artwork by jan Same, and a fully vectorized collection of the sitelen sitelen
jan Same sent me this piece back in October, which was a big motivator for me to finish redesigning the new site so I could post these images here. This first chapter of The Little Prince based on the translation by Michael F that he composed is just one example of what could be build with his fully vectorized version of sitelen sitelen. You can see the full set below, and he’s also offered the vectorized versions themselves for anyone’s use in his origninal post on the toki pona forums, along with his description of the project.
If you’ve ever designed vector images before, you know how much work this represents. There are two traps I find with vector images. They can look stiff and unemotional, since many of the tools are optimized for mechanical drawings, flow charts, and diagrams. And they can look janky, with sharp angles and disproportioned elements when the artist tries to break out of the mechanistic tool set. jan Same’s glyphs avoid both of the pitfalls superbly, achieving both a nice, crisp, graphical image, and also smooth flowing lines with a lot of character.
One thing I really appreciate from this piece is that in a couple of places, jan Same has allowed glyphs to poke out of their container glyphs. Look at the pi in the first glyph in the upper left: tempo pi lili mi la mi lukin e sitelen pona. And look at the tawa in column three, the second glyph down: jan sewi li pilin ike tawa sitlen mi la mi pali ala e sitelen sin. I have never tried doing this, even though I regularly place one glyph in front of a neighbor. He effectively reduces a lot of the head-space needed to encompass these odd shaped glyphs, and I don’t think he’s lost any of the legibility. I’m looking forward to trying this out next time I run into a space where it could work!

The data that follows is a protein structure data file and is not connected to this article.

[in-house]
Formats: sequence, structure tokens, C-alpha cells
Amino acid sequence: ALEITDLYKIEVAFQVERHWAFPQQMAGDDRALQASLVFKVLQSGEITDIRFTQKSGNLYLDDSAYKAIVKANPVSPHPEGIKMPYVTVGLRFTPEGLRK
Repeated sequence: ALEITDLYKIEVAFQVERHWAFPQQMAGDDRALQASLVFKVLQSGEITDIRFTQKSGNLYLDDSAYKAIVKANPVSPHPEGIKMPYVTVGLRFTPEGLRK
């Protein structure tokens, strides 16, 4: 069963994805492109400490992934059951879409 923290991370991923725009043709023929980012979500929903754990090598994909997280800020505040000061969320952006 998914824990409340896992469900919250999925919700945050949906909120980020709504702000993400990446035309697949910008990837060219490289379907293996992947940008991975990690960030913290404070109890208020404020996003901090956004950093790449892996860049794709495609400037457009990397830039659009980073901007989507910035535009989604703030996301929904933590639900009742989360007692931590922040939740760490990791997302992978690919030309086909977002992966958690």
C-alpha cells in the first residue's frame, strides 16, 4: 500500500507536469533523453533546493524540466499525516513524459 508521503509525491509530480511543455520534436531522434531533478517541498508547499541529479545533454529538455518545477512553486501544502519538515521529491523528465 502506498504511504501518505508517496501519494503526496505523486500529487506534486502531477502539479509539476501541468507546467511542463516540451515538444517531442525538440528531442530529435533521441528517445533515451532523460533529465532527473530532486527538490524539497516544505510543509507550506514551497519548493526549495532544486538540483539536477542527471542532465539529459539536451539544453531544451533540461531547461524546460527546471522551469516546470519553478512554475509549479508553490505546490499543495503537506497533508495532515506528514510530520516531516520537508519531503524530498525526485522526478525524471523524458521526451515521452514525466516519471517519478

jan Same expressed interest in turning his work into a font, which sounds pretty cool, if not ambitious. I know from working with pinyin on the keyboard to write in Chinese, it’s possible to turn multiple keystrokes into a single character, but I don’t know the first thing about designing a font set with with key codes. I could see starting with something like paper.js, or D3js and composing linear sitelen glyphs typed into a field. Composing full sitelen glyphs from toki pona is something I’ve wished for a lot through the years, but the scope of such a project has kept me from thinking about is seriously for a while. Perhaps these glyphs will be enough to tempt another toki pona enthusiast to take on the challenge?